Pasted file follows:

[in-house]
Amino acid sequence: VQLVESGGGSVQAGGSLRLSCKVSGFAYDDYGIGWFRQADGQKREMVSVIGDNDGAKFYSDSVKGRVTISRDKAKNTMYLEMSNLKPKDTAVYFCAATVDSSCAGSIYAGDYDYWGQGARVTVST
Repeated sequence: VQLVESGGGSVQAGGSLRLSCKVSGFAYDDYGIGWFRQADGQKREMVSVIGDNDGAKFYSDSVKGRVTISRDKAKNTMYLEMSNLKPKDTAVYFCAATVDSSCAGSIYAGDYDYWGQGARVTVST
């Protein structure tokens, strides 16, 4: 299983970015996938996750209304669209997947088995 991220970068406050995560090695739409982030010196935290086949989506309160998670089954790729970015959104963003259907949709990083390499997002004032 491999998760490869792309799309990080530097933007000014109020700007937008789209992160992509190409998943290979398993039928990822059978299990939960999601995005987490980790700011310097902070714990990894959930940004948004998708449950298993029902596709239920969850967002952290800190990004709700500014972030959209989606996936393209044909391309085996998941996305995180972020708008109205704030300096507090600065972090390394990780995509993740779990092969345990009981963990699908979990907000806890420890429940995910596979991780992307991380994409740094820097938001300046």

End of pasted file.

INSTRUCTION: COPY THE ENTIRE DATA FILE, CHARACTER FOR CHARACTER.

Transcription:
[in-house]
Amino acid sequence: VQLVESGGGSVQAGGSLRLSCKVSGFAYDDYGIGWFRQADGQKREMVSVIGDNDGAKFYSDSVKGRVTISRDKAKNTMYLEMSNLKPKDTAVYFCAATVDSSCAGSIYAGDYDYWGQGARVTVST
Repeated sequence: VQLVESGGGSVQAGGSLRLSCKVSGFAYDDYGIGWFRQADGQKREMVSVIGDNDGAKFYSDSVKGRVTISRDKAKNTMYLEMSNLKPKDTAVYFCAATVDSSCAGSIYAGDYDYWGQGARVTVST
């Protein structure tokens, strides 16, 4: 299983970015996938996750209304669209997947088995 991220970068406050995560090695739409982030010196935290086949989506309160998670089954790729970015959104963003259907949709990083390499997002004032 491999998760490869792309799309990080530097933007000014109020700007937008789209992160992509190409998943290979398993039928990822059978299990939960999601995005987490980790700011310097902070714990990894959930940004948004998708449950298993029902596709239920969850967002952290800190990004709700500014972030959209989606996936393209044909391309085996998941996305995180972020708008109205704030300096507090600065972090390394990780995509993740779990092969345990009981963990699908979990907000806890420890429940995910596979991780992307991380994409740094820097938001300046």